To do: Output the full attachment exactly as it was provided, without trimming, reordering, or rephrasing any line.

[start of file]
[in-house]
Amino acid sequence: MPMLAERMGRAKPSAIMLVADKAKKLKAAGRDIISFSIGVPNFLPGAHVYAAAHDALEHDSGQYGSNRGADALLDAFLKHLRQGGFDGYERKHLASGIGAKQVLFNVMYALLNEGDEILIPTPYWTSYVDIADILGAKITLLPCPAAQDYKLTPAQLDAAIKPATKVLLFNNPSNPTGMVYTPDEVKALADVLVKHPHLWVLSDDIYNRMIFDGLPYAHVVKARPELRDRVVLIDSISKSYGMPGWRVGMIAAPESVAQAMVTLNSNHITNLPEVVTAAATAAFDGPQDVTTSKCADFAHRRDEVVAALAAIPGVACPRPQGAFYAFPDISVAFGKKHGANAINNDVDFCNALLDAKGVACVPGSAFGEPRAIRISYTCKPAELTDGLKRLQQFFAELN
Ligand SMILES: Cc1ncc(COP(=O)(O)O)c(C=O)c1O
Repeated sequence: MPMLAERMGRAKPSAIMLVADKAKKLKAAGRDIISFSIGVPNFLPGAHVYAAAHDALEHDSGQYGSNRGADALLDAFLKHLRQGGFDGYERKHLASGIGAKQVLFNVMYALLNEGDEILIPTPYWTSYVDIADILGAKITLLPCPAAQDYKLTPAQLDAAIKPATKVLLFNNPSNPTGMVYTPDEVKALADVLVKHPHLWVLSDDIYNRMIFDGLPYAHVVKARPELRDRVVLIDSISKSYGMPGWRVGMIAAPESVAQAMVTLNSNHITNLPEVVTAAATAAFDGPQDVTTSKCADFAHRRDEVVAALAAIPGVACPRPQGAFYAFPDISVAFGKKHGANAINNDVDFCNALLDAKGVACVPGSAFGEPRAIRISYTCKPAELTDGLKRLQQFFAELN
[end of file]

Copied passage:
[in-house]
Amino acid sequence: MPMLAERMGRAKPSAIMLVADKAKKLKAAGRDIISFSIGVPNFLPGAHVYAAAHDALEHDSGQYGSNRGADALLDAFLKHLRQGGFDGYERKHLASGIGAKQVLFNVMYALLNEGDEILIPTPYWTSYVDIADILGAKITLLPCPAAQDYKLTPAQLDAAIKPATKVLLFNNPSNPTGMVYTPDEVKALADVLVKHPHLWVLSDDIYNRMIFDGLPYAHVVKARPELRDRVVLIDSISKSYGMPGWRVGMIAAPESVAQAMVTLNSNHITNLPEVVTAAATAAFDGPQDVTTSKCADFAHRRDEVVAALAAIPGVACPRPQGAFYAFPDISVAFGKKHGANAINNDVDFCNALLDAKGVACVPGSAFGEPRAIRISYTCKPAELTDGLKRLQQFFAELN
Ligand SMILES: Cc1ncc(COP(=O)(O)O)c(C=O)c1O
Repeated sequence: MPMLAERMGRAKPSAIMLVADKAKKLKAAGRDIISFSIGVPNFLPGAHVYAAAHDALEHDSGQYGSNRGADALLDAFLKHLRQGGFDGYERKHLASGIGAKQVLFNVMYALLNEGDEILIPTPYWTSYVDIADILGAKITLLPCPAAQDYKLTPAQLDAAIKPATKVLLFNNPSNPTGMVYTPDEVKALADVLVKHPHLWVLSDDIYNRMIFDGLPYAHVVKARPELRDRVVLIDSISKSYGMPGWRVGMIAAPESVAQAMVTLNSNHITNLPEVVTAAATAAFDGPQDVTTSKCADFAHRRDEVVAALAAIPGVACPRPQGAFYAFPDISVAFGKKHGANAINNDVDFCNALLDAKGVACVPGSAFGEPRAIRISYTCKPAELTDGLKRLQQFFAELN